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Scott has written 25 reviews for films rated ★★ .

  • Tinker Bell and the Pirate Fairy

    Tinker Bell and the Pirate Fairy


    Pixie dust: The cause of—and solution to—all of life's problems.

  • Elysium



    Very similar to District 9, but with the distracting problem of being worse on just about every level. More details to come in my "The Conversation" exchange on The Dissolve with the similarly disappointed Tasha Robinson.

  • Percy Jackson: Sea of Monsters

    Percy Jackson: Sea of Monsters


    Reviewed for The Dissolve. (I made a heroic effort to put Tasha Robinson on it instead, but was rebuffed.) Excerpt:

    "It costs the same amount of money to see a Percy Jackson movie as it did to see a Harry Potter movie, but in all other respects, the series has the bargain-bin chintziness of those budget-conscious Christmases when the holiday bonus didn’t come through. Three teen heroes with supernatural powers, led by an uncertain Nerd Of Destiny, hone their craft…

  • Man of Steel

    Man of Steel


    Relentlessly relentless, particularly in a final hour that knows no beat other than pummel. You get some glimpses here and there of the fundamental power of the Superman story-- particularly in scenes with his father (Kevin Costner, in fine form)-- but this thing is heavier than a thrice-baked potato.

  • After Earth

    After Earth


    Shyamalan's least embarrassing effort in some time—and that's saying something, given the film's tacky philosophical underpinnings—but also his least distinctive. With this and The Last Airbender, he seems like a chastened auteur, forced to abandon his moody, patient scene-building in favor of a more conventionally polished commercial style. We don't really need more Jon Favreaus.

  • Safety Not Guaranteed

    Safety Not Guaranteed


    The perfect example of the indie calling-card movie: Looks great, quirky as hell, totally useless. Aubrey Plaza does what she can, but there's just no weight to any of these "time travel" shenanigans at all, even as metaphor. I really hope digital filmmaking gets cheap enough to where aspiring Hollywood directors can sends movies like this straight to studio executives. It feels like the audience is witnessing a transaction.

  • Sightseers



    Reviewed for NPR here. Wheatley clearly has skilz, but this did nothing for me. Excerpt:

    "With his first two features, Down Terrace and Kill List, Wheatley attracted a fervent cult following for his formal mastery and his willingness to explore the darker side of human nature. But a misanthropic streak serves him poorly in Sightseers, which chokes on its own toxicity; in following the murderous adventures of a schlubby couple on holiday, the film can't contain its loathing for them and for the sorry creatures they encounter along the way."

  • What Maisie Knew

    What Maisie Knew


    Seen at TIFF '12, rage only subsiding a bit since then. Capsule here. Excerpt:

    "What Maisie Knew ostensibly concerns the devastating effects of divorce on a small child caught up in a nasty custody dispute. But what it’s actually about are the devastating effects of a small child having the two worst people in the world as parents. There are no greater villains I’ve seen on screen this year than Julianne Moore and Steve Coogan in this film, to the degree that it’s difficult to separate my hostility toward them from my misgivings about the film in general."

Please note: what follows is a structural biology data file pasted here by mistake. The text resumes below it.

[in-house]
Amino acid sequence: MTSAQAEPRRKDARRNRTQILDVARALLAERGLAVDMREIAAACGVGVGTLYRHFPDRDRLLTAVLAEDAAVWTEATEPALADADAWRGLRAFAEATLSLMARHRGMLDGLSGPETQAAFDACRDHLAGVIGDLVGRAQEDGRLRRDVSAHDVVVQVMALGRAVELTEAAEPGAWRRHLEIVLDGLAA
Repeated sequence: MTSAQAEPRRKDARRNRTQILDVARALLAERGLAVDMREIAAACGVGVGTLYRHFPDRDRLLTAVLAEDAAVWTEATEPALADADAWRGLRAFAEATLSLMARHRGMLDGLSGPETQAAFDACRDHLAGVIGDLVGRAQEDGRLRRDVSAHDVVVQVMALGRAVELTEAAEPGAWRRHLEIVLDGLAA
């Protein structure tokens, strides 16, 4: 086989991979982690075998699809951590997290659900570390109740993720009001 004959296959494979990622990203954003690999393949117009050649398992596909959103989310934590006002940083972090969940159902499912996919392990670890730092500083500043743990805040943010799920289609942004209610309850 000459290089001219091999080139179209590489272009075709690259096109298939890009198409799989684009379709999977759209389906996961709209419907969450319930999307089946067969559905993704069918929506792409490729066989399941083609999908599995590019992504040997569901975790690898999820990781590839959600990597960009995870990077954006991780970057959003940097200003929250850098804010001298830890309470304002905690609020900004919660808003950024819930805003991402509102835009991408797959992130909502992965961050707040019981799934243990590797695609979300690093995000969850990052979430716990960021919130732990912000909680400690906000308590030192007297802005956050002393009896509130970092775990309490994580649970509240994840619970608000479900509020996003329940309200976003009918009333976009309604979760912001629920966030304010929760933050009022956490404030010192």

• Pieta



    Seen at TIFF '12. Capsule here. Excerpt:

    "For a stretch in the mid-‘00s, Kim Ki-duk rattled off a few great or near-great films—Spring, Summer, Fall, Winter… And Spring, 3-Iron, and Time, specifically—that signaled a maturing style, a willingness to temper the sexual provocation of earlier efforts like The Isle and Bad Guy with a more measured and curious take on human relationships. But Pieta feels like a step backwards, a crude tale of revenge that plays like A Christmas Carol

  • Glory Road

    Glory Road


    I was a captive audience for this one (Saturday night with the in-laws, whatnot), and a second viewing did nothing to change my mind about it. My "C" review stands:

    "Unless the filmmaking were completely inept, it would be impossible to make a movie about Texas Western that isn't superficially exciting, but every underdog basketball story doesn't have to be Hoosiers. Glory Road treats history as if it were a 7th-grade social-studies text laid out in a 16-point font, getting the basics right without trying to evoke any of the details that would make it memorable. In other words, it gets the Bruckheimer treatment."

  • Pain & Gain

    Pain & Gain


    My NPR review is posted here. Excerpt:

    "For Michael Bay, the director of Armageddon and the Transformers movies, to comment on the excesses of American culture would be a little like — well, Michael Bay commenting on the excesses of American culture. And yet that's exactly what he does with Pain & Gain, a stranger-than-fiction yarn about a South Florida crime spree that points and snickers in the direction of precisely the supersized grotesquerie that's long been Bay's stock-in-trade. He blankets the film in a tone of smug self-awareness that obscures everything but its bald hypocrisy."

  • You've Been Trumped

    You've Been Trumped


    Donald Trump is the world's most reliable moral compass: If he believes something, you know it's completely wrong. And I have no doubt, after watching this documentary (or even before), that his successful effort to trample over precious Scottish dunes to build a destination golf course is as evil as everything else he does. But this is one crude piece of agitprop--artless, shapeless, manipulative-- and I can't abide that, either.